Anthony Yarde is hoping for a “happier year” in 2022 and also hopes to unite the world’s lightweight titles, Elliott Russell wrote.
Little by little, things are getting better for Anthony Yarde, even if it wasn’t all that long ago, he thought it couldn’t get any worse.
So far a well-documented story, the London heavyweight tragically lost four relatives in 2020 due to Covid-19, then lost a fight against Lyndon Arthur that he felt he should have won, and finally lost all sense of momentum, ambition and purpose. He could, at the time, say “Why me?” And they gave up all sense of hope, too. But Yared, to his estimation, did not do such a thing.
As a result, his 2021 film has shown signs of improvement. This was the year he got back to Alex Theran’s first-round knockout winning ways and then, better yet, corrected the foul against Lyndon Arthur in December, stopping his opponent in four rounds so this time leaves no doubt.
Now, in 2022, Yared has every reason to believe his fortunes have changed. Furthermore, given his recent experiences in and out of the ring, he can now look at the future from a much more philosophical perspective and with much more maturity than ever before. A blessing of some kind.
“I just hope it will be a happier year, a happier year than 2021, and I want the world to be a better place,” said Yardi, 30. boxing news. “I know it sounds crazy, but with all these closures and threats of closures and no holidays, it’s frustrating. Sometimes, as a boxer, that’s all you want to do after a fight. You want to go away, take your family away, relax, and feel That you’re normal. That’s the main thing I want this year, some peace of mind, some good mental health.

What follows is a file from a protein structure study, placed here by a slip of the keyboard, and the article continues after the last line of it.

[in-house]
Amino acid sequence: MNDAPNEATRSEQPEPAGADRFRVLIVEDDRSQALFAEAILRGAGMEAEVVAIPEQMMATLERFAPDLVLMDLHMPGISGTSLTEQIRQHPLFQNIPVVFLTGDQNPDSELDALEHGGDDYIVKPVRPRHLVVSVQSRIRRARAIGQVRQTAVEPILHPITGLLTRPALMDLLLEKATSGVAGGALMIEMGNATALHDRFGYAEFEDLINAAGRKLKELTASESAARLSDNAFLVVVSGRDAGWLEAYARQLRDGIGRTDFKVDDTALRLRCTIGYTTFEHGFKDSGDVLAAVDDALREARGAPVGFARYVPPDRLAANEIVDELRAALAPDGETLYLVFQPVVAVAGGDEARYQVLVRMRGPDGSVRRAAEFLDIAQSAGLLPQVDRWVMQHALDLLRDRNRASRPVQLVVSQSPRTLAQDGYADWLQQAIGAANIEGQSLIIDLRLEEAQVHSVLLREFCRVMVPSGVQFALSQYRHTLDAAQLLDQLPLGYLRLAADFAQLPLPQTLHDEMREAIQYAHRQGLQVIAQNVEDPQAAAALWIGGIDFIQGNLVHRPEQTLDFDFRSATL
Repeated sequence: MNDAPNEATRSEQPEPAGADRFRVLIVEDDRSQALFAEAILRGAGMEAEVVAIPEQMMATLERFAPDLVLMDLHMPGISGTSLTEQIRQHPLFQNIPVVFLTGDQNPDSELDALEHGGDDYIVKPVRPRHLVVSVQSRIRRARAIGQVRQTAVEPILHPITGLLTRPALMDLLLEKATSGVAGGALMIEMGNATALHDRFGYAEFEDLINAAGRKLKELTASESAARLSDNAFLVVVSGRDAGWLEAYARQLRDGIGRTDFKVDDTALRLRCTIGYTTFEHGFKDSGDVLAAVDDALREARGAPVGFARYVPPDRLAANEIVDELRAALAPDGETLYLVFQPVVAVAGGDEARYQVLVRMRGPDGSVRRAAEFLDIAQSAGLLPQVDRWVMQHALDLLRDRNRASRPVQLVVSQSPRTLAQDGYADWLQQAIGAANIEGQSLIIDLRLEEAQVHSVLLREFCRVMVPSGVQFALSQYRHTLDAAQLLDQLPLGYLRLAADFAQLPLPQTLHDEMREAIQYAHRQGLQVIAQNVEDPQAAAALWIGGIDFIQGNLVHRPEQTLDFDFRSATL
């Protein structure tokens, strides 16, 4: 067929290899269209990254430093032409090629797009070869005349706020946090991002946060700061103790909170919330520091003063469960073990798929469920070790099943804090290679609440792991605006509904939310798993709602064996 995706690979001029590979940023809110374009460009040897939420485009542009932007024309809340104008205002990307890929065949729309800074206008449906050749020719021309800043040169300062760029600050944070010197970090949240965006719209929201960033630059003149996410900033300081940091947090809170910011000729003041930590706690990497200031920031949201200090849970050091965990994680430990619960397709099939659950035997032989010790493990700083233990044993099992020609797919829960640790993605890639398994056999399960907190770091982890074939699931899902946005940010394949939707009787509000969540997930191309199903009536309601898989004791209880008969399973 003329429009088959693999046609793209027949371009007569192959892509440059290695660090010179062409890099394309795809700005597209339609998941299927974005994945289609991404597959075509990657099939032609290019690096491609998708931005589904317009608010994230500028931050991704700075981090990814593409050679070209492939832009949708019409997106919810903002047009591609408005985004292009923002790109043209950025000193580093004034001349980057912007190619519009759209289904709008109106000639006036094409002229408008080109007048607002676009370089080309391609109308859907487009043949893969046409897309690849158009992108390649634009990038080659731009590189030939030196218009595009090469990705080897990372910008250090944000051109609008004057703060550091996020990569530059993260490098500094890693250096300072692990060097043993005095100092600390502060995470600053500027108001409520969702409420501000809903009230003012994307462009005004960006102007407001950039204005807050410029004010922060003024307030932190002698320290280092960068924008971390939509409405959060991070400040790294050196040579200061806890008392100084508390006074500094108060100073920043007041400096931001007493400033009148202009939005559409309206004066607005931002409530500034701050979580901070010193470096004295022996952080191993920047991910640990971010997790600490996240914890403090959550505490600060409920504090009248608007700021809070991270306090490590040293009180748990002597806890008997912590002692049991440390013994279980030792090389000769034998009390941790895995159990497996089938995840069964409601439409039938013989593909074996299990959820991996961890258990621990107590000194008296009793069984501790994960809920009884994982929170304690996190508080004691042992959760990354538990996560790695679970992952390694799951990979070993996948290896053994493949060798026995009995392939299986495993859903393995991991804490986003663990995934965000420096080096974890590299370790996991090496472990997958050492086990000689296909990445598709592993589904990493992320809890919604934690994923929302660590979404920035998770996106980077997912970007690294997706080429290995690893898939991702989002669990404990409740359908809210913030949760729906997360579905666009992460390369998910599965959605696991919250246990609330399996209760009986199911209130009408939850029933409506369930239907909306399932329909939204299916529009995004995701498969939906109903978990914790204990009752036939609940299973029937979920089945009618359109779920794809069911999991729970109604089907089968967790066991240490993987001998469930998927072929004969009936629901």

“Secondly, for my career, I just want to keep moving forward, whichever way. I hope that means fighting for a world title this year — or the win I have to say it’s a world title – and I’ll probably have a unification match at the end of 2022. It’s also possible for me this year. Why not? But as long as there is progress in my career, I will be thrillingly happy.”
Until just a few days ago, Yarde had the intention of sitting down to watch Joe Smith Jr. and Callum Johnson battle it out for the WBO heavyweight title — a belt on Yarde’s radar — this weekend. However, that fight was called off due to Johnson testing positive for Covid-19, with Smith now battling unknown Steve Jeffrard on January 15 instead.
If that’s annoying for Johnson, it’s almost as annoying for his compatriot Liard, who wanted Johnson to bring the WBO Light Heavyweight title back to the UK in order to set up an all-British showdown between the pair later this year. “The better we do on the world stage, the better,” Yared said. “But when I’m in good shape, I feel like any light weight in this country is going to destroy them. That’s just how I feel.”
Looking beyond the domestic scene for a moment, Yarde, 22-1 (20), says he’s not at all afraid of the men who currently rule the 175-pound division. Having ventured to Russia to challenge former WBO champ Sergei Kovalev in 2019, he already had a taste of the high-stakes fights against elite opponents and believes that if he gets the chance again, the outcome will be different again.
“Although there are dangerous men like (Artur) Petribev and (Dmitriy) Bevol, no one knows these men,” Yared said. “I see them as potential opponents, but also, knowing it seems reckless, I look at myself as the biggest draw. It’s all about looks. That’s just how I see things. I respect these guys, but I don’t fear them. I don’t watch them, because then you start to focus. Too much on what they do well and focus too little on what You are Done well. All I can do is keep working hard in the gym and make sure I’m ready for these opportunities when they finally come.”
They say that defeat in the boxing ring can either reduce a man’s size or strengthen them depending on a man’s propensity and willingness to grow. However, here, in the case of Anthony Yarde, one suspects that the loss – the complete loss – had a much greater effect on his mentality and fortitude than anything he had experienced, or in fact. Going To experience, in any boxing arena, a place where he has never felt in control.